Abstract

This paper investigates a downlink power allocation scheme for application of non-orthogonal multiple access (NOMA) in visible light communication (VLC) systems. Aiming to achieve a flexible tradeoff between sum rate and user fairness depending on administrators’ subjective setting and acquire the optimal solution for any setting, we formulate two optimization problems, which are closely aligned with the practical application. Specifically, one is user fairness-guaranteed sum rate maximization, the other is sum rate-guaranteed user fairness maximization. Moreover, through classified discussion around the threshold guaranteeing user fairness or sum rate, we present rigorous mathematical derivation and optimization analysis, and two corresponding algorithms are proposed. Furthermore, through numerical simulation, the superiority of our proposed algorithms over conventional schemes is verified in terms of meeting the practical demand and performance gain in sum rate, user fairness, and coverage probability.

© 2020 Optical Society of America under the terms of the OSA Open Access Publishing Agreement

1. Introduction

Driven by the service requirements of astoundingly enhanced data rate and ubiquitous “Internet of Things” in 5G, even 6G communication systems, many emerging technologies such as ultra-dense networks, massive multiple-input multiple-output, mmWave, terahertz, and visible light communication (VLC) have drawn great attention in both academia and industry [1]. As for VLC, lots of inherent advantages determine its significance in complementing radio frequency (RF) communications, such as high capacity, enhanced confidentiality, anti-electromagnetic interference, unlicensed spectrum, and green energy saving [2].

In VLC, along with many other technologies such as orthogonal frequency division multiplexing, parallel communication schemes, advanced modulation schemes, equalization and so on, multiple access has been widely studied to guarantee simultaneous network access of multiple users [3]. Recently, non-orthogonal multiple access (NOMA), which allows to share the entire time-frequency resources among multiplexing users and superimposes the signals of different users in the power domain, has been proposed as a promising technology in 5G cellular systems compared to conventional orthogonal multiple access (OMA) [46]. Fortunately, NOMA proves to be ideally suited to VLC systems and abundant research achievements have been obtained [710]. As a crucial issue in both RF- and VLC- based NOMA systems, power allocation scheme has attracted much attention. In NOMA cellular systems, fixed power allocation (FPA) and fractional transmit power allocation are two basic and well investigated schemes [5,11]. The former allocates preset values to the scheduled users as the power ratios, while the latter calculates the user power ratios according to their channel qualities. Likewise, in NOMA-VLC systems, authors of [12] investigate the system performance based on FPA scheme. In [13] and [14], gain ratio power allocation (GRPA) and normalized gain difference power allocation are proposed to compensate for channel differences among multiplexed users.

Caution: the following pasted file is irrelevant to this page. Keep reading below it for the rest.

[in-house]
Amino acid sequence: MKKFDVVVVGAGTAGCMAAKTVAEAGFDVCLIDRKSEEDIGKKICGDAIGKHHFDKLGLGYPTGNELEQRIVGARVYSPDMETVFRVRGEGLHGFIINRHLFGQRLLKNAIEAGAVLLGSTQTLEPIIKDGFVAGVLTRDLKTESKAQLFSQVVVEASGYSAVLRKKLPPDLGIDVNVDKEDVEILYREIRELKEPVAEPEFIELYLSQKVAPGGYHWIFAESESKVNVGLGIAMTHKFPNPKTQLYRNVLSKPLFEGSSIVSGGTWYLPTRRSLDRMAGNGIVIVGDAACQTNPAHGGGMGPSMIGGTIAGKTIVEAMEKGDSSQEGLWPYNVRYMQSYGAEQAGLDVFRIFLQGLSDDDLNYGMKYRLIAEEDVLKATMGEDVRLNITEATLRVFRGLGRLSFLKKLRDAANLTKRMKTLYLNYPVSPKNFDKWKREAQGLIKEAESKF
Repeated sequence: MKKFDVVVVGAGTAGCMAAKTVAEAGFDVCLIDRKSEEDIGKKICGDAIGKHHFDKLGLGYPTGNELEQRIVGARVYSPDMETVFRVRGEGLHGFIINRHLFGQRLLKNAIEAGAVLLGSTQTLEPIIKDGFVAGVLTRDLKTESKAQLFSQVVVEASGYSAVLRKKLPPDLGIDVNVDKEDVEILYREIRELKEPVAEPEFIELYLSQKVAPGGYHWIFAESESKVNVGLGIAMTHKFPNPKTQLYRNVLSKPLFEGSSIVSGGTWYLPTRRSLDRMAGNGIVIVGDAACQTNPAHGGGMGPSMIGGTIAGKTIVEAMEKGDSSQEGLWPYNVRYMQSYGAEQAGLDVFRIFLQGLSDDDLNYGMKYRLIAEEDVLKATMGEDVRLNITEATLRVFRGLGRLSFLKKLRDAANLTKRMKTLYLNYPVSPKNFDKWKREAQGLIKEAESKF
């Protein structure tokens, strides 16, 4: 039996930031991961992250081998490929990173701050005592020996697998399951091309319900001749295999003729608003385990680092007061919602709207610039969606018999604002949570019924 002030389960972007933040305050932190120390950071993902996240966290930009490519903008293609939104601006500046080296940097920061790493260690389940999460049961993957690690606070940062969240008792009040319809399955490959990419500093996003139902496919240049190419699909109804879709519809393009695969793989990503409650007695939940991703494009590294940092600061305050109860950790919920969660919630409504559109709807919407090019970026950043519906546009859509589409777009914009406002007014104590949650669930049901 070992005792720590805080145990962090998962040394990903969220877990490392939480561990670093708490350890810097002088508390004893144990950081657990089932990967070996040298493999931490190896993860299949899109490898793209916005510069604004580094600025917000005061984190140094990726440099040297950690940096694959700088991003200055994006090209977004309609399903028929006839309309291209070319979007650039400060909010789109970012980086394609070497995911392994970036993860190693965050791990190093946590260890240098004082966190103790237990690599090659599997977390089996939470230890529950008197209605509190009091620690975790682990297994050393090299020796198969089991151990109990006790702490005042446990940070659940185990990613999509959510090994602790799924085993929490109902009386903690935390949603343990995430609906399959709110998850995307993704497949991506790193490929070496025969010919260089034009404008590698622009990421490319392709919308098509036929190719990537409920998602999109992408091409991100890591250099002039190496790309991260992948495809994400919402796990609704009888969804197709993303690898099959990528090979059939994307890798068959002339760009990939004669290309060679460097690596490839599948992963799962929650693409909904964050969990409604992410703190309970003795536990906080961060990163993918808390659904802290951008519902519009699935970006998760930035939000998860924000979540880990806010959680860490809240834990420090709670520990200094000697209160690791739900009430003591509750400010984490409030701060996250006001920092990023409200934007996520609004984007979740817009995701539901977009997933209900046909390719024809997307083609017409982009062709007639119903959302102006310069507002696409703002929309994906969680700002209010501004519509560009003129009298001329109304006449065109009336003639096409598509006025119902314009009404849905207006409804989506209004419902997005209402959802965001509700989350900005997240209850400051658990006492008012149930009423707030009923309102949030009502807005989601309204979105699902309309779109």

Furthermore, power allocation optimizations concerning user fairness, as well as sum rate, have been addressed in many prior works. Most of them consider proportional fairness [11,15,16]. In [11] and [15], for NOMA cellular systems, iterative water-filling based power allocation and tree-searching based transmission power allocation are respectively proposed to maximize the sum of ratios of the instantaneous user rate to its average rate. In [16], for NOMA-VLC systems, the sum logarithmic utility function of user rate is maximized to guarantee the user fairness. Yet there are also some works advocating user fairness in the max-min sense [17,18]. In [17], for NOMA cellular systems, the authors formulate a quasi-concave optimization problem to maximize the minimum user rate, and prove that all the multiplexed users get the same data rate when the optimal solution is achieved. In [18], for NOMA-VLC systems, the maximization of minimum user rate is also pursued by gradient projection algorithm under quality of service (QoS) constraint. In addition, the work in [19] provides another fairness index with all the multiplexed users achieving a capacity at least as good as OMA by limiting the power ratio within a certain range. Nonetheless, in these works, the numeric scope of normalized user rates is indeterminate, i.e., vague fairness, except those regarding max-min fairness where the normalized rates of multiplexed users are all equal to 1. However, the max-min fairness only corresponds to the special case where the scope is monotropic and cannot be flexibly adjusted. Moreover, proportional fairness aims to maximize the long-term averaged user rates, thus targeting long-term fairness. However, from the short-term perspective, proportional fairness can suffer from severe rate fluctuations over time.